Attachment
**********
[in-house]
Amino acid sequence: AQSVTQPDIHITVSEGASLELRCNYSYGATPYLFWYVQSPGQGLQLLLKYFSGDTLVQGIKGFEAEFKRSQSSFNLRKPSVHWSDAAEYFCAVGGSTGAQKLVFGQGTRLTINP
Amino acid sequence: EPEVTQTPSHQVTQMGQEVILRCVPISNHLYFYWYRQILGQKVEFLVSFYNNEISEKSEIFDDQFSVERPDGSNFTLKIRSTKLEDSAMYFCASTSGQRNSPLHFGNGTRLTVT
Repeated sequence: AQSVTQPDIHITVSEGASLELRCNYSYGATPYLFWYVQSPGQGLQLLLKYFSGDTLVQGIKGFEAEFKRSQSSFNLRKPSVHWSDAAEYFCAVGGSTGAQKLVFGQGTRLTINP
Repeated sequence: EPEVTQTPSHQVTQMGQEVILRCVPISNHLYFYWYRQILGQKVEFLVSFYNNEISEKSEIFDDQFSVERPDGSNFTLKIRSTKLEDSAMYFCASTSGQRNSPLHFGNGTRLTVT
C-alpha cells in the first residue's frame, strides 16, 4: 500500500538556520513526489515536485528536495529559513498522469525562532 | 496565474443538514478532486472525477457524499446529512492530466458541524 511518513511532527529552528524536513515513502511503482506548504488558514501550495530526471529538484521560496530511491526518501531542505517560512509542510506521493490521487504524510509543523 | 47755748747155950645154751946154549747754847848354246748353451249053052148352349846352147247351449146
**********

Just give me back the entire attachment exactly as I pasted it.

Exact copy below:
[in-house]
Amino acid sequence: AQSVTQPDIHITVSEGASLELRCNYSYGATPYLFWYVQSPGQGLQLLLKYFSGDTLVQGIKGFEAEFKRSQSSFNLRKPSVHWSDAAEYFCAVGGSTGAQKLVFGQGTRLTINP
Amino acid sequence: EPEVTQTPSHQVTQMGQEVILRCVPISNHLYFYWYRQILGQKVEFLVSFYNNEISEKSEIFDDQFSVERPDGSNFTLKIRSTKLEDSAMYFCASTSGQRNSPLHFGNGTRLTVT
Repeated sequence: AQSVTQPDIHITVSEGASLELRCNYSYGATPYLFWYVQSPGQGLQLLLKYFSGDTLVQGIKGFEAEFKRSQSSFNLRKPSVHWSDAAEYFCAVGGSTGAQKLVFGQGTRLTINP
Repeated sequence: EPEVTQTPSHQVTQMGQEVILRCVPISNHLYFYWYRQILGQKVEFLVSFYNNEISEKSEIFDDQFSVERPDGSNFTLKIRSTKLEDSAMYFCASTSGQRNSPLHFGNGTRLTVT
C-alpha cells in the first residue's frame, strides 16, 4: 500500500538556520513526489515536485528536495529559513498522469525562532 | 496565474443538514478532486472525477457524499446529512492530466458541524 511518513511532527529552528524536513515513502511503482506548504488558514501550495530526471529538484521560496530511491526518501531542505517560512509542510506521493490521487504524510509543523 | 47755748747155950645154751946154549747754847848354246748353451249053052148352349846352147247351449146